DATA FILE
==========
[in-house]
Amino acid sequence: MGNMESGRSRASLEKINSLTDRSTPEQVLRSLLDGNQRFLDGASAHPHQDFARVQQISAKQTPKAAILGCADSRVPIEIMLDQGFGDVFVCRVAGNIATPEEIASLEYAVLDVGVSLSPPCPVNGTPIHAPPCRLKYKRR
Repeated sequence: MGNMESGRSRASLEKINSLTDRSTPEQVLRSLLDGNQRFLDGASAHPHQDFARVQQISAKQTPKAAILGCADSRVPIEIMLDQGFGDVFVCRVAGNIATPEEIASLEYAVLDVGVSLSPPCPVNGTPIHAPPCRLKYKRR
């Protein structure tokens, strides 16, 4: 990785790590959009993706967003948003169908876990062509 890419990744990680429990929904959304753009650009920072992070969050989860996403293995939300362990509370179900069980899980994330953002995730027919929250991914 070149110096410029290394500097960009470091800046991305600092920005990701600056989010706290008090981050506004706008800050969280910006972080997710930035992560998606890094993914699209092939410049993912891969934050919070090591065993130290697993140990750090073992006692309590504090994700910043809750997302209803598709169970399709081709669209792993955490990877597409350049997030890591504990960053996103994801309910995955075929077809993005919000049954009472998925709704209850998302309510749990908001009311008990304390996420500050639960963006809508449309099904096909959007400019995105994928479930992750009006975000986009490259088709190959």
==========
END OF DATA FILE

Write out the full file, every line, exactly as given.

[in-house]
Amino acid sequence: MGNMESGRSRASLEKINSLTDRSTPEQVLRSLLDGNQRFLDGASAHPHQDFARVQQISAKQTPKAAILGCADSRVPIEIMLDQGFGDVFVCRVAGNIATPEEIASLEYAVLDVGVSLSPPCPVNGTPIHAPPCRLKYKRR
Repeated sequence: MGNMESGRSRASLEKINSLTDRSTPEQVLRSLLDGNQRFLDGASAHPHQDFARVQQISAKQTPKAAILGCADSRVPIEIMLDQGFGDVFVCRVAGNIATPEEIASLEYAVLDVGVSLSPPCPVNGTPIHAPPCRLKYKRR
């Protein structure tokens, strides 16, 4: 990785790590959009993706967003948003169908876990062509 890419990744990680429990929904959304753009650009920072992070969050989860996403293995939300362990509370179900069980899980994330953002995730027919929250991914 070149110096410029290394500097960009470091800046991305600092920005990701600056989010706290008090981050506004706008800050969280910006972080997710930035992560998606890094993914699209092939410049993912891969934050919070090591065993130290697993140990750090073992006692309590504090994700910043809750997302209803598709169970399709081709669209792993955490990877597409350049997030890591504990960053996103994801309910995955075929077809993005919000049954009472998925709704209850998302309510749990908001009311008990304390996420500050639960963006809508449309099904096909959007400019995105994928479930992750009006975000986009490259088709190959």